Is it legal for my company to monitor me by video cameras in the workplace? Two of us are in the front office area and video cameras watch us. It seems creepy.
Both of us, females, feel it is not OK that the boss can hop on anytime and view us.
In the front office of a workplace surveillance cameras aren’t objectionable as privacy violations. The legal standard here is that cameras are allowed in such situations as long as there’s no reasonable expectation of privacy.
So, general office space, warehouse space and other work areas can be subject to video cameras. There is a statute in New Hampshire making it a Class A misdemeanor to video private places such as restrooms and locker rooms. Privacy violations of a number of varieties are criminalized under RSA 644:9.
It is also not legal to record conversations by audio recording without the consent of all parties to the conversation, But, employers may generally use video surveillance in open areas where there is no reasonable expectation of privacy. Cameras may not be used in restrooms or changing areas. But, out in a reception or work area, this is not out of bounds.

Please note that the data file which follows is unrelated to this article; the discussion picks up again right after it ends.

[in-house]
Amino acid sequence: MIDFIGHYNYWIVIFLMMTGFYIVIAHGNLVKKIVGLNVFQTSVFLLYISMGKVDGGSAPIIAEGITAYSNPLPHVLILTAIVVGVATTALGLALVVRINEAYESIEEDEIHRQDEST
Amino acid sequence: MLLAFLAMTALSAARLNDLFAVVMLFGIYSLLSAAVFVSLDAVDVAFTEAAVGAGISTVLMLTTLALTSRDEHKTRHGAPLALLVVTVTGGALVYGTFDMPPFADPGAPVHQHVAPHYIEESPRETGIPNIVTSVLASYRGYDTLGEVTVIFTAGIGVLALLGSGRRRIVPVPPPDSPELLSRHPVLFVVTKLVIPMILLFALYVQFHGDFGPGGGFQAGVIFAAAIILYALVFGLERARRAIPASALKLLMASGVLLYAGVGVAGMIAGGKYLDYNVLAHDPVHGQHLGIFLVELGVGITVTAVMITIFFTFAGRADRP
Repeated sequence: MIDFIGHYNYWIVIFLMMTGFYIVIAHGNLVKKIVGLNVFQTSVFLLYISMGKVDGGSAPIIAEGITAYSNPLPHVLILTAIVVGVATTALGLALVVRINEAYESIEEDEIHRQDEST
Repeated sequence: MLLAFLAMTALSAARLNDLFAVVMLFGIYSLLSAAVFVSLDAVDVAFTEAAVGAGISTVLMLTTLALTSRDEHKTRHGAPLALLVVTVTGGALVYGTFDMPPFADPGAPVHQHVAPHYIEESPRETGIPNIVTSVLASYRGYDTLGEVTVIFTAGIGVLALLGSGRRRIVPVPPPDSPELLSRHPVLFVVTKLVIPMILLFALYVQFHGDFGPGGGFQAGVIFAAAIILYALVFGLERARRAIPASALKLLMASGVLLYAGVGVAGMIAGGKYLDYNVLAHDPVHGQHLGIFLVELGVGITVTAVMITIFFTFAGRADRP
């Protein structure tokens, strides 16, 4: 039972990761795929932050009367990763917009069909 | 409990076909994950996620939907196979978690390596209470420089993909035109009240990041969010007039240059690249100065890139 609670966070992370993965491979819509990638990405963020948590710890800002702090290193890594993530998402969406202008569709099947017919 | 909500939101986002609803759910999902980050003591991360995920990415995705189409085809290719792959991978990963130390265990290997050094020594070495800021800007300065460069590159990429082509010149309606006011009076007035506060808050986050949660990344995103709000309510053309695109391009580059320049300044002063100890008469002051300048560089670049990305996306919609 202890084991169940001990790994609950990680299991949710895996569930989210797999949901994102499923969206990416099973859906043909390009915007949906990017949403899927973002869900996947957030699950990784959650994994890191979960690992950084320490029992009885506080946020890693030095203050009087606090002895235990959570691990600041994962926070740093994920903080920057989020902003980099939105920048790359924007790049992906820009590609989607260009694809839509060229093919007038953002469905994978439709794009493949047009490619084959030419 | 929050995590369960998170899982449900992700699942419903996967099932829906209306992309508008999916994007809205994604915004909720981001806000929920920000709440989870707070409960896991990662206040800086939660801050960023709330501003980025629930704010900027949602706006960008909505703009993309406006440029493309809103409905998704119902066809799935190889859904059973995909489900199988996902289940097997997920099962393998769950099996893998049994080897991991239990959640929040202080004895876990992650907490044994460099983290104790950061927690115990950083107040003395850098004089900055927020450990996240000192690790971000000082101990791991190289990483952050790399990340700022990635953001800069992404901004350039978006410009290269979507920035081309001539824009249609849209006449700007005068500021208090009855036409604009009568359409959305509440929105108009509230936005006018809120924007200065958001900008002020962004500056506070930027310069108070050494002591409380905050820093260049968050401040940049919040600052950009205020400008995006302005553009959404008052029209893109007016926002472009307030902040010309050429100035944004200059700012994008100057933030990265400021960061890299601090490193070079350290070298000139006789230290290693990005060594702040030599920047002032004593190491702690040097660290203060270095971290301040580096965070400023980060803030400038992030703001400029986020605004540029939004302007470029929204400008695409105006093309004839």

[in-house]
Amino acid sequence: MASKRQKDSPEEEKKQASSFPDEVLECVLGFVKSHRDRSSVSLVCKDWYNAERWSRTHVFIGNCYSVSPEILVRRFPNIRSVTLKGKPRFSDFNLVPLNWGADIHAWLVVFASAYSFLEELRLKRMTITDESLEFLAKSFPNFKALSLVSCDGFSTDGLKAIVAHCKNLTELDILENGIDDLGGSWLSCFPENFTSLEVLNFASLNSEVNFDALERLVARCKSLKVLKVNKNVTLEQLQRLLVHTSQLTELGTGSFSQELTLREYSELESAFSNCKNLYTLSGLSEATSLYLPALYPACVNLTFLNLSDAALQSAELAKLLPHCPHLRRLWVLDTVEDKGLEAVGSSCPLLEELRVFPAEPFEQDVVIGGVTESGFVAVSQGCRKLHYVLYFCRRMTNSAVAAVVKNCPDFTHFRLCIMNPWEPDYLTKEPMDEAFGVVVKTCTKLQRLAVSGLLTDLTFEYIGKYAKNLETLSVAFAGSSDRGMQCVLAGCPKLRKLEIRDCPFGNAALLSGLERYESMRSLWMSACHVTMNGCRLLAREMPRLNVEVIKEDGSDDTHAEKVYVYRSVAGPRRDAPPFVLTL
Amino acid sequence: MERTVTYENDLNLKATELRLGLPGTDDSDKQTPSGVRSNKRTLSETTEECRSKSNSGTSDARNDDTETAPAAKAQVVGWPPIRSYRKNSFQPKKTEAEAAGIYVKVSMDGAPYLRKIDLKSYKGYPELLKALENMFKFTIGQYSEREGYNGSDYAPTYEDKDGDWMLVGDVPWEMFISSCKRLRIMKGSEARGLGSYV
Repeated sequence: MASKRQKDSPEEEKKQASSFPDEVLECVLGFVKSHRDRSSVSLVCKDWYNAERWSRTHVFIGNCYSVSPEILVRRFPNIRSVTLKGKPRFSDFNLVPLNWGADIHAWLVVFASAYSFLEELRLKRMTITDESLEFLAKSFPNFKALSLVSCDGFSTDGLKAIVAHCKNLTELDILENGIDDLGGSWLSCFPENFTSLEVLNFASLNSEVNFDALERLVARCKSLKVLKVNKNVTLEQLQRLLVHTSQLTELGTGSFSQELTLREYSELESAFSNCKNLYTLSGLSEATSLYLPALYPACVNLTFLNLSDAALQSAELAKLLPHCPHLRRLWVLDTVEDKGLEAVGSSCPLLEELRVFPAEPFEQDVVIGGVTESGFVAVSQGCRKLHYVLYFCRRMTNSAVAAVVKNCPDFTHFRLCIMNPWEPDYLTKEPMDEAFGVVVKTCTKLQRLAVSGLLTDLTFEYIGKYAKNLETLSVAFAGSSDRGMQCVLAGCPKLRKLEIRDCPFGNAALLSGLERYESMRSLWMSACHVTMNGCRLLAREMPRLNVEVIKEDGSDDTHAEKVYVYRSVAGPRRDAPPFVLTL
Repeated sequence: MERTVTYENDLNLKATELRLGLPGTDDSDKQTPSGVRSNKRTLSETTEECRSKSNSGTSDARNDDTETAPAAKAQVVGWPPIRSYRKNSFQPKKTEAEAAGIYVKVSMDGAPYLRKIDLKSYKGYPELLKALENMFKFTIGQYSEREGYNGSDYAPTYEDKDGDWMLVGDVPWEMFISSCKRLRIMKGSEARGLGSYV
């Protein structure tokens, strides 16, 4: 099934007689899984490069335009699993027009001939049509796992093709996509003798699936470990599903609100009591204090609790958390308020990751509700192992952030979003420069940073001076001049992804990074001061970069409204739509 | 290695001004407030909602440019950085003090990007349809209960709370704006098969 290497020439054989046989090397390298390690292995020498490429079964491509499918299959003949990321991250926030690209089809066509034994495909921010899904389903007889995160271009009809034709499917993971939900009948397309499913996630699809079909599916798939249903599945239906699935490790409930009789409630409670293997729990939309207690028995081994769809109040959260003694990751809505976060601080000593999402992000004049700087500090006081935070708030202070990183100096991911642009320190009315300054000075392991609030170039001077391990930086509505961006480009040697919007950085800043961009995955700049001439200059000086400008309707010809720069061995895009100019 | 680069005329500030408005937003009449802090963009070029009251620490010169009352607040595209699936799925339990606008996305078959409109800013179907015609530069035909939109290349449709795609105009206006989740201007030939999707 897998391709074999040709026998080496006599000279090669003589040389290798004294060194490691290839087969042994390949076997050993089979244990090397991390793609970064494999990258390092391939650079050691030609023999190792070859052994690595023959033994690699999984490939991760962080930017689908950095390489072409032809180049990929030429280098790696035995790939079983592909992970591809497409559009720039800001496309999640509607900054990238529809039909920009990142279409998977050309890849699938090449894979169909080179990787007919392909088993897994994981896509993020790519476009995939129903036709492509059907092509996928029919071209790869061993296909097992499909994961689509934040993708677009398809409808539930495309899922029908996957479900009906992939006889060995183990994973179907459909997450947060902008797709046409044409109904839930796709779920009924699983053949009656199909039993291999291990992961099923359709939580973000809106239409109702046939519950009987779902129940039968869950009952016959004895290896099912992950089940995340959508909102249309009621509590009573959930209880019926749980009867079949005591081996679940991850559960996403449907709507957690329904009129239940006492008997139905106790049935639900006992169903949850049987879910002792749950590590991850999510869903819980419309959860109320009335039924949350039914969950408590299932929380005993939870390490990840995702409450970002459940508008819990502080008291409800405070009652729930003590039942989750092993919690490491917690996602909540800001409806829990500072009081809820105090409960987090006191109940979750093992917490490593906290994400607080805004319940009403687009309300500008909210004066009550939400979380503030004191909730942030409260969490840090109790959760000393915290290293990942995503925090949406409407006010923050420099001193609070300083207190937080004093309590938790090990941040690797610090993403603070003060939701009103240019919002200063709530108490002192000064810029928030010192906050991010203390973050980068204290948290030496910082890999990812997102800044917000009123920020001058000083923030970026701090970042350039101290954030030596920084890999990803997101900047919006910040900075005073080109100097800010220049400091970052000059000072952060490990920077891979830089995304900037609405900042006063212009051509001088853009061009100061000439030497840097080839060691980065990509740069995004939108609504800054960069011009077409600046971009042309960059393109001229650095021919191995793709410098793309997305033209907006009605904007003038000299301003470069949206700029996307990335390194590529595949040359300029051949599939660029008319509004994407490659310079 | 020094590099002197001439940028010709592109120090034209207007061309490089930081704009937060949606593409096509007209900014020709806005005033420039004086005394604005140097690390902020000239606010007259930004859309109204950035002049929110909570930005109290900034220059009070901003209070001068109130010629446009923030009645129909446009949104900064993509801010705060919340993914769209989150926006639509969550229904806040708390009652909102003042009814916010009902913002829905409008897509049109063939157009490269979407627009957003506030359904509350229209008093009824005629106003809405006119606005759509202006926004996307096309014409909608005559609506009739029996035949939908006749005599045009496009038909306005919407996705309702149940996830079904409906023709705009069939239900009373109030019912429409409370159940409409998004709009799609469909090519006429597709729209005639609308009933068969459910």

I received a summons to appear in court over a $6,500 loan. I was making payments, but fell behind, so they sued me. Could a deal be reached outside of court? Is an attorney representing the loan company able to set up a repayment outside of court?
Possibly but not probably.
Here’s how collection attorneys view things. You had a payment plan under the loan agreement, but could not make those payments, so why should they set up a different plan just to have you fail again?
Harsh as it sounds, that’s why they brought a court case. They’ve heard hardship stories before.
Once there is a default, they figure they can sue and work out a settlement with you under court supervision. The difference is that a payment plan or settlement worked out in the court lawsuit must be approved by the court, becomes a court order and is enforceable as an order of the court.
Go ahead and call to try and work out an arrangement. But, that’s how collection attorneys think.
Andrew Myers of Derry has law offices in Derry and North Andover. He is a member of the American Association for Justice and the New Hampshire Trial Lawyers Association. Send questions to email@example.com.